The 6.5-second 0-to-60 mph should also flip your switch. That’s darn quick, for a car that outwardly resembles something you’d find parked on the streets of Paris and used mainly for baguette runs. My beef with the Leaf, compared to other EVs is that it felt solid yet sluggish. Against the Bolt, the shorter-range Leaf seemed to lack snap.
Not so anymore. The larger battery and more peppy motors have made the Leaf Plus feel downright sporty. My test car also included a suite of driver-assistance features (Nissan’s ProPilot, for example, which can handle steering assist), so the Leaf has become a rather complete package that, for $US45,000 as tested, was genuinely packed with content.
Now let’s check out the Model 3!
I drove what was at the time a $US57,500 Model 3 and raved about it in my review.
We also named it a runner-up for Business Insider’s 2018 Car of the Year.
The Model 3 in “Standard Range Plus” trim with rear-wheel-drive and the “Partial Premium Interior” is the least expensive version available on Tesla configurator. It’s about $US40,000.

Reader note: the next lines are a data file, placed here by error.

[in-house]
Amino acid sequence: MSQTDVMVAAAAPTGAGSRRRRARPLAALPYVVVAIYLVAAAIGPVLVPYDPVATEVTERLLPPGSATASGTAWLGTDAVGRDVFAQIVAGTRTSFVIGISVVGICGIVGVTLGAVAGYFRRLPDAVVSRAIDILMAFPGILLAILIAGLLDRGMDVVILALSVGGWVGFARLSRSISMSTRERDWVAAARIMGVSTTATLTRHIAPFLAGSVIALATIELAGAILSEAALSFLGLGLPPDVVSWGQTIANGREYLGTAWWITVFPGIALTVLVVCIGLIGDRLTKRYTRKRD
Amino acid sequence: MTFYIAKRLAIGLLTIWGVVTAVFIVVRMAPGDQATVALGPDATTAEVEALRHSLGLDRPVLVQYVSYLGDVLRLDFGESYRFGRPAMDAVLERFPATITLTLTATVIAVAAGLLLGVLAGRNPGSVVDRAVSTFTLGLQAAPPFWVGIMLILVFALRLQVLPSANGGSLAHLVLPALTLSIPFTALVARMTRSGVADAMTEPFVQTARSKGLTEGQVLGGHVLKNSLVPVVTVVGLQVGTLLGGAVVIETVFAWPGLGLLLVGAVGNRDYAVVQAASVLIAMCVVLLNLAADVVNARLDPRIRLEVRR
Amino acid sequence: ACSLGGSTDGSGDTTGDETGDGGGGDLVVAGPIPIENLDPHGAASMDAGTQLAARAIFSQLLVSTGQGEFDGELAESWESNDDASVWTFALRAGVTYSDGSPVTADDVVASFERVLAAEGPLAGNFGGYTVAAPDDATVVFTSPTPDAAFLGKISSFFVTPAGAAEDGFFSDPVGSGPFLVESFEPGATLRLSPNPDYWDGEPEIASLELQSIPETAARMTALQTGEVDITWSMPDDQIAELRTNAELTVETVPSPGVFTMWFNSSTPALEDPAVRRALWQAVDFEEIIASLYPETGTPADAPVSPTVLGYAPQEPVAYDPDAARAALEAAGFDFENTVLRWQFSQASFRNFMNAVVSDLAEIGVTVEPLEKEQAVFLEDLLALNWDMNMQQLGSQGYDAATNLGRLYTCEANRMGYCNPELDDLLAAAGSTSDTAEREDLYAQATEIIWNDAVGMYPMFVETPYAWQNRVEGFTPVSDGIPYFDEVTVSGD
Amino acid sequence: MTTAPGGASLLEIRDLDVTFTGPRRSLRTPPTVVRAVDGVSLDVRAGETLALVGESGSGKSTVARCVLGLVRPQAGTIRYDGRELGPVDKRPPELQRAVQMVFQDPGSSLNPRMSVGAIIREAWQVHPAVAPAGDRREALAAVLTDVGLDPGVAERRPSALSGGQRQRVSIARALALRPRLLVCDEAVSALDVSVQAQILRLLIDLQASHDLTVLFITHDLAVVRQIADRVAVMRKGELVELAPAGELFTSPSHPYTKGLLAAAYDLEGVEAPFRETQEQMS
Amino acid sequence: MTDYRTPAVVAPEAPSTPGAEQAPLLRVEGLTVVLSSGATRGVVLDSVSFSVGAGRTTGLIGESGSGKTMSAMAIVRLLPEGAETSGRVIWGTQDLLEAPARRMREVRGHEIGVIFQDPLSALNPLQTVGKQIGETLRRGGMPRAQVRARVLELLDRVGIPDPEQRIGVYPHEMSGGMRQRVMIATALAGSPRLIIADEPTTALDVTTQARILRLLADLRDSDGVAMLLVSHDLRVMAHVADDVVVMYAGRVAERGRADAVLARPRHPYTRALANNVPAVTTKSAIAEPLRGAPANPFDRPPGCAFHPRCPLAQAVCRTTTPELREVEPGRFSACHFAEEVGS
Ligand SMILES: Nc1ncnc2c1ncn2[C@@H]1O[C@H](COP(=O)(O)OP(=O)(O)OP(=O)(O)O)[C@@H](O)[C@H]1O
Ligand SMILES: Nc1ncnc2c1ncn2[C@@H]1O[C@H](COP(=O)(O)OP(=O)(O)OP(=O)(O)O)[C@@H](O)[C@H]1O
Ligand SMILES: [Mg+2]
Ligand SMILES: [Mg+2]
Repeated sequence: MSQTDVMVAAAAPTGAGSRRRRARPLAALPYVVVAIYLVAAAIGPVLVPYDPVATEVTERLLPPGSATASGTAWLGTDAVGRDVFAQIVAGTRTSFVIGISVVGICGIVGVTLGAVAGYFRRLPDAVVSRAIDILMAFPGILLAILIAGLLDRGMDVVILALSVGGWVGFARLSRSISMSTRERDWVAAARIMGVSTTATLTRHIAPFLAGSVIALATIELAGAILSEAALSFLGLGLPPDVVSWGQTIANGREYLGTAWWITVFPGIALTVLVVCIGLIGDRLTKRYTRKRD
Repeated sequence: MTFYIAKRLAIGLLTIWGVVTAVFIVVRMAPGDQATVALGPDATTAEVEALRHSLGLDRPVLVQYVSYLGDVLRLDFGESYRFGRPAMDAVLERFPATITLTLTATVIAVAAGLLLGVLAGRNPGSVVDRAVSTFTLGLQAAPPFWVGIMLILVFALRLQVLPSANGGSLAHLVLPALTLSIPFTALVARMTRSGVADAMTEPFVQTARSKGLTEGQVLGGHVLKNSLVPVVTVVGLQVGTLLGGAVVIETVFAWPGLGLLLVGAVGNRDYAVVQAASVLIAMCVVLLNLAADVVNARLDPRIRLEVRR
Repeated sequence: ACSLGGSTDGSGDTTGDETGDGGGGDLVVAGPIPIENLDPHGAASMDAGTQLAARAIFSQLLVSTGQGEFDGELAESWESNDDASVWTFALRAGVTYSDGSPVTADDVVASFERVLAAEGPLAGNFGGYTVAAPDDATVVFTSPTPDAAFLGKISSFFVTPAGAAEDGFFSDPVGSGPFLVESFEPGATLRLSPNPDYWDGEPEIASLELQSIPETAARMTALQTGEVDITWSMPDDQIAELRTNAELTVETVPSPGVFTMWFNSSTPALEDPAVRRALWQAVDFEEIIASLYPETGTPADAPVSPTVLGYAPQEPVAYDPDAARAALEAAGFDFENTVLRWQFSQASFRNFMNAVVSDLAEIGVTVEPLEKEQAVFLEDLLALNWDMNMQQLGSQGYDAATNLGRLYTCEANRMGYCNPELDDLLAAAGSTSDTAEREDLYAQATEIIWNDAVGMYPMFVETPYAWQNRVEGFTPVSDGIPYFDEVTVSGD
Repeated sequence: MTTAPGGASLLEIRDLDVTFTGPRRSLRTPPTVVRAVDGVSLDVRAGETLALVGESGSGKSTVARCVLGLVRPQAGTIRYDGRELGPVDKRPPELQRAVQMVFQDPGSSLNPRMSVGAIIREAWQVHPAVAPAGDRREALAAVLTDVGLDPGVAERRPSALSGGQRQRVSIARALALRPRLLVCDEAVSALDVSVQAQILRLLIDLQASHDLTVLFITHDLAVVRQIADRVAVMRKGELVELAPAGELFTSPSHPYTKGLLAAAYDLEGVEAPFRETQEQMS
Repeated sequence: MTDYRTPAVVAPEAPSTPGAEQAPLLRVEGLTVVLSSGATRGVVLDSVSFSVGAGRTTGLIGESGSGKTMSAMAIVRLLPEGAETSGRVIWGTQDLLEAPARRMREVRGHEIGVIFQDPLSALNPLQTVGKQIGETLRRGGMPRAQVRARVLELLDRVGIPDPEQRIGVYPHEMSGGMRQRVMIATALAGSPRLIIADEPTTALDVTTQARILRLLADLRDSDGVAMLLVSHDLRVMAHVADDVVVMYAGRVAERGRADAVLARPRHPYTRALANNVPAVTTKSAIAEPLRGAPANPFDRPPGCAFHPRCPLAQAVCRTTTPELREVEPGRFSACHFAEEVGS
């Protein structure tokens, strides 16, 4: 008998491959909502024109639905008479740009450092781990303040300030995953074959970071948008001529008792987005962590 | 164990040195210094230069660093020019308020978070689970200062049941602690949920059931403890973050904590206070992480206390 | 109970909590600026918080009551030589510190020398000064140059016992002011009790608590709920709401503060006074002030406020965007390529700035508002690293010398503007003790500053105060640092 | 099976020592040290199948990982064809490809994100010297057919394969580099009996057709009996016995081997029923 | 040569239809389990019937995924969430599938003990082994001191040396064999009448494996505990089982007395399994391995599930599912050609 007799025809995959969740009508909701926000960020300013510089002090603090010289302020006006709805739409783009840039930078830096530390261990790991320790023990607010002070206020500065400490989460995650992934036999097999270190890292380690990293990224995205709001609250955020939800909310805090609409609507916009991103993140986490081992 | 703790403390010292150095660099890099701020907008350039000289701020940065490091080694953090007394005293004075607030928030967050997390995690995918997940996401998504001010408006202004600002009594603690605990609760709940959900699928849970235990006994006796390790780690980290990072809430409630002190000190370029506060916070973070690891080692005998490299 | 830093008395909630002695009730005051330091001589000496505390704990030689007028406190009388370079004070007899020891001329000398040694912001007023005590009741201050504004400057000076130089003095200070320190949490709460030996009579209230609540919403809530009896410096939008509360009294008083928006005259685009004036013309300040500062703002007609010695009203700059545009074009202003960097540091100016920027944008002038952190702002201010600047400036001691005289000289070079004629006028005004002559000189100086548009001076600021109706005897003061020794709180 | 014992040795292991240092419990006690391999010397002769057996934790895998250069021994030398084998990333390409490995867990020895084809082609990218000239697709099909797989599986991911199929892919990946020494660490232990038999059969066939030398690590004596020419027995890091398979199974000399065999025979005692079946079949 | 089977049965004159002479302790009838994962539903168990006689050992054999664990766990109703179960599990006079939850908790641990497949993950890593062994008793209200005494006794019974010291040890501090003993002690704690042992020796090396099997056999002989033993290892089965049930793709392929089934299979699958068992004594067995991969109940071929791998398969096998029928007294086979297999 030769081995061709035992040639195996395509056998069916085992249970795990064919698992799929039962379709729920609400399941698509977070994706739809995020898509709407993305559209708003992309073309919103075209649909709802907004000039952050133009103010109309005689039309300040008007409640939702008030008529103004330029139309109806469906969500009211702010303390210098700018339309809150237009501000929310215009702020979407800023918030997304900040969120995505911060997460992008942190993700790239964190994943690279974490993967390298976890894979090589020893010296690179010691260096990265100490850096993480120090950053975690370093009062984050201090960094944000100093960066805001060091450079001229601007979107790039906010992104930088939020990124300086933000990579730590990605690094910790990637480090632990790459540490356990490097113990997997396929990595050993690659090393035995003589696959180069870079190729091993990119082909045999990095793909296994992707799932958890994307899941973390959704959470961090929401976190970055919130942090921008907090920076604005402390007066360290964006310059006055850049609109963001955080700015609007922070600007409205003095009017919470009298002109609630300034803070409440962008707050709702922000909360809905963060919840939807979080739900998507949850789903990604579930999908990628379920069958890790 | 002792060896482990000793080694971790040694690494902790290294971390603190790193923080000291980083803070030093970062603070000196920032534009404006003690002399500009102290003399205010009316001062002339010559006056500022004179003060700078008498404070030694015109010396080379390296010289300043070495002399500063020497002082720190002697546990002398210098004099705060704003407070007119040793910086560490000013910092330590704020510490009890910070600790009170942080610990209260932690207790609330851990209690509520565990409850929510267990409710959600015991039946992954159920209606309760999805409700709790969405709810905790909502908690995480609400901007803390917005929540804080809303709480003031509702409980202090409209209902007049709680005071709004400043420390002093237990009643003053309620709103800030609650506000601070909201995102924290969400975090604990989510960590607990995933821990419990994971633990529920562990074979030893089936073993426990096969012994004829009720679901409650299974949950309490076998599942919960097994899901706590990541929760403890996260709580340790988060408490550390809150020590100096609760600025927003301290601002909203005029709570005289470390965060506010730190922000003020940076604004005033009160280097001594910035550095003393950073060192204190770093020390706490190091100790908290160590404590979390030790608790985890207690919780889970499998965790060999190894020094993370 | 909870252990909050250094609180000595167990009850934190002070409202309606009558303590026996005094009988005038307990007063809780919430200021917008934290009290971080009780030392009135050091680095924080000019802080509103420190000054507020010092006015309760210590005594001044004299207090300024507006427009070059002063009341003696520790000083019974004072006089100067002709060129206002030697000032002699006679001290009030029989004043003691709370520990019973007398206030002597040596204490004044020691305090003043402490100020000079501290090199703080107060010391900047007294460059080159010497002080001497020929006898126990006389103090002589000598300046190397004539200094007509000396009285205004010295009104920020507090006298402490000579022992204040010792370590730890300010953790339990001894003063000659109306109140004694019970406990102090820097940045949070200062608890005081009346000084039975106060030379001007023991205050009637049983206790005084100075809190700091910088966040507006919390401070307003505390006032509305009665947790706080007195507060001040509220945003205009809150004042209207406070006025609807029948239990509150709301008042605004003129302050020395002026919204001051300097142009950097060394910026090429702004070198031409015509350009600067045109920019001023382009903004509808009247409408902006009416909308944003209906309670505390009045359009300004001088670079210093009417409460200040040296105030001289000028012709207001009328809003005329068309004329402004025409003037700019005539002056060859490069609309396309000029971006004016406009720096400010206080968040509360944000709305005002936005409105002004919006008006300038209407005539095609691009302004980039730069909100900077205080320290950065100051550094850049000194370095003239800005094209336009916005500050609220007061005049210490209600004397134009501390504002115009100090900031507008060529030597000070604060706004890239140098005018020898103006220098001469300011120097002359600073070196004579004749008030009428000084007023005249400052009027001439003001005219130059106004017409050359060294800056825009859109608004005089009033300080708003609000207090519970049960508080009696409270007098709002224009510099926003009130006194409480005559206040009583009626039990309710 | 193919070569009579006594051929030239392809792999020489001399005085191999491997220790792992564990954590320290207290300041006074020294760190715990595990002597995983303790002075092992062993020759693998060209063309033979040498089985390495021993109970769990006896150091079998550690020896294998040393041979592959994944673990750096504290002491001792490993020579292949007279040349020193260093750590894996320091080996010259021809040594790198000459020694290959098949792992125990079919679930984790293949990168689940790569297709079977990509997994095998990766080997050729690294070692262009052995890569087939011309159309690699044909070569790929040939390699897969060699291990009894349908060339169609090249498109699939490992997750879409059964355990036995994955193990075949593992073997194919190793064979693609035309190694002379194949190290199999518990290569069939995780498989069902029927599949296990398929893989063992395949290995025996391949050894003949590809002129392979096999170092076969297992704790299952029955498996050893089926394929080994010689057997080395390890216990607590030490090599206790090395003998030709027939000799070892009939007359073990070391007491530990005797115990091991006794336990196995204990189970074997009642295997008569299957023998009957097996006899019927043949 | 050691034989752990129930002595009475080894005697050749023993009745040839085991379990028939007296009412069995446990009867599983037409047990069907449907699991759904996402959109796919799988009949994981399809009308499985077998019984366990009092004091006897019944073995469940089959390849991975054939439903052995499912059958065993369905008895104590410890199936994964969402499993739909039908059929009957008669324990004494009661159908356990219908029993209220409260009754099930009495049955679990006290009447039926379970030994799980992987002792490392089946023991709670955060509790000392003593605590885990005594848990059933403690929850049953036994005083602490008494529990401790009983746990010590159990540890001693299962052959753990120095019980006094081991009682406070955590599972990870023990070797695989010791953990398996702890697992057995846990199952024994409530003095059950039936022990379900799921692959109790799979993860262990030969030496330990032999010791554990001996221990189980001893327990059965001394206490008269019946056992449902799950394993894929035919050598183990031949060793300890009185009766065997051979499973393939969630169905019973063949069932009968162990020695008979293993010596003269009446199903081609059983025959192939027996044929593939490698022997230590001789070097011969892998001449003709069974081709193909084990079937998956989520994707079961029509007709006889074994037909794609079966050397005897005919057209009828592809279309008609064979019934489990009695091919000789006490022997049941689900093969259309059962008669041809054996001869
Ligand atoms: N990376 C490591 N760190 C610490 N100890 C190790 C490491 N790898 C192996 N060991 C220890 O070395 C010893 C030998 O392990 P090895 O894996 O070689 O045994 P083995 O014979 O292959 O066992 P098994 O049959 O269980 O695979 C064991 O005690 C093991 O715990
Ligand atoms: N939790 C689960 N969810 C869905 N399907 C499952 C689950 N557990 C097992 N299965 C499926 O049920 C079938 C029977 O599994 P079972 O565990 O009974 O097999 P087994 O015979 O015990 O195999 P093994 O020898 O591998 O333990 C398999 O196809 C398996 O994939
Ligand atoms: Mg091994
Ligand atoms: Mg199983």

I also briefly sampled the $US78,000 Performance version of the Model 3 when it first came out. The white interior is really something special — I can see why it’s popular.
I spent a week with my test car, running it through its paces.
The Model 3 is a sharp set of wheels, designed by Tesla’s Franz von Holzhausen to embody forward thinking without taking any wild and crazy chances.
The Model 3 is sleek, not overly curvaceous, and something of a hybrid of midsize and full-size sedan. No grille because … there’s no gas engine to feed air!
The roof is a continuous curve of glass, with a fastback rear hatch/trunk culminating in a crisp spoiler. The recessed door handles and the window trim are the only significant chrome on the Model 3.
The Model 3 is unadorned except for the Tesla badge. By the way, fit and finish on my test car were superb.
The Model 3 has plenty of trunk space — and an offbeat hatch design to enable that continuous glass roof.
With its “frunk,” the Model 3 offers an ample 15 cubic feet of space. This gives the Model 3, a sedan, versatility on par with SUVs.